DUBAI, United Arab Emirates – Lee Westwood became Europe’s No. 1 golfer on Sunday after winning the Dubai World Championship by six strokes.
Westwood shot a course-record 8-under 64 in the final round at the Earth Course to finish at 23-under 265.
He earned $1.25 million with the 31st victory of his career to overtake Rory McIlroy on the season-long money list and win the European Tour’s first Race to Dubai since it changed from the European Order of Merit.
Ross McGowan was second after a 68, and McIlroy shot a 67 to finish third on 273.
The 36-year-old Westwood’s $1.5 million bonus for finishing atop the money list took his total European Tour earnings to $6,376,984. McIlroy was next with $5,432,358.
Westwood, who won the European Order of Merit in 2000, couldn’t hold back tears after finishing his round.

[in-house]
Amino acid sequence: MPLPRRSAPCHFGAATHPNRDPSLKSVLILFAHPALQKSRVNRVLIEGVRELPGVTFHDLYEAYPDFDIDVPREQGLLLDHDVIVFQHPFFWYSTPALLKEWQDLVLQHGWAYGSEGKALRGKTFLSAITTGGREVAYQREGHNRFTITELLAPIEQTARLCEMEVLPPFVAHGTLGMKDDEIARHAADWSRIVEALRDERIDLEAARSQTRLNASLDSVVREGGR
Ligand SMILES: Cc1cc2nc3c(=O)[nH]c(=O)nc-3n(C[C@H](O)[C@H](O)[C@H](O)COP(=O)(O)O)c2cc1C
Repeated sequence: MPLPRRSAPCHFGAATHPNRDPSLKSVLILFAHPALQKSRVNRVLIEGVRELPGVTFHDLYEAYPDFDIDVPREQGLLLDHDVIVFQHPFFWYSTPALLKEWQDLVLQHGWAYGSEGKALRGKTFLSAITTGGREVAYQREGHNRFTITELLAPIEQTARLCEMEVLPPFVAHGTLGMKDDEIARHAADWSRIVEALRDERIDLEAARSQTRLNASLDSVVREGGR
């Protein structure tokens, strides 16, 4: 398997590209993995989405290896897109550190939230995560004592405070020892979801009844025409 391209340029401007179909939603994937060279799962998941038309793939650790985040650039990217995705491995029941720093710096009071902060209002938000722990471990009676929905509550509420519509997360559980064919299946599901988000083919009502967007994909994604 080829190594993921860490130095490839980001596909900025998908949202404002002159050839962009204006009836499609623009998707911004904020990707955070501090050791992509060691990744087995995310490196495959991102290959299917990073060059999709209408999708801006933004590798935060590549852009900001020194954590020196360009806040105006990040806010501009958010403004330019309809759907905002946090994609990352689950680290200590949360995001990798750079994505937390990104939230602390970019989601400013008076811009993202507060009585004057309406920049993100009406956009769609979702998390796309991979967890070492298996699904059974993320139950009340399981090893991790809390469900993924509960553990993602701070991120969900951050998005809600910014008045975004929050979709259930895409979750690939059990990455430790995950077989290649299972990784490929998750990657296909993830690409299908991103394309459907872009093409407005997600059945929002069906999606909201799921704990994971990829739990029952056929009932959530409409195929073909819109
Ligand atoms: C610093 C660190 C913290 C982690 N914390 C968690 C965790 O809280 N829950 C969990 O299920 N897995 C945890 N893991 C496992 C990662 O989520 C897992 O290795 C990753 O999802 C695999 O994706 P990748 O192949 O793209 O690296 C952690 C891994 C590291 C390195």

“This is definitely the biggest moment of my career today,” he said. “Rory is only 20 – I can’t even remember what it was like to be 20 – and he will have many more chances ahead of him to win the money list.
“But this is my moment.”
Westwood led by two shots entering the final round and opened it with five birdies in his first seven holes. He later revealed caddie Billy Foster had given him some advice at the beginning of the week in Dubai.
“Billy told me to go out and bully other people. To make them take notice of me, rather than the other way round,” Westwood said.
McGowan lost touch with Westwood when he bogeyed his first hole. However, a run of five birdies from the 12th ensured he would finish second. McGowan is in his second season on the tour and only recorded his first win at the Madrid Masters in October.
McIlroy, who had a lead of $120,000 in the Race to Dubai at the beginning of the week, made eight straight pars to kill any chance he had of making a run at Westwood.
McIlroy’s frustration boiled over at the seventh, when he smashed a club through a wooden advertising billboard after mishitting an approach out of wood chippings lining the fairway.
However, he then produced a run of six birdies in nine holes.
Geoff Ogilvy (67) and Padraig Harrington (68) tied for fourth at 274.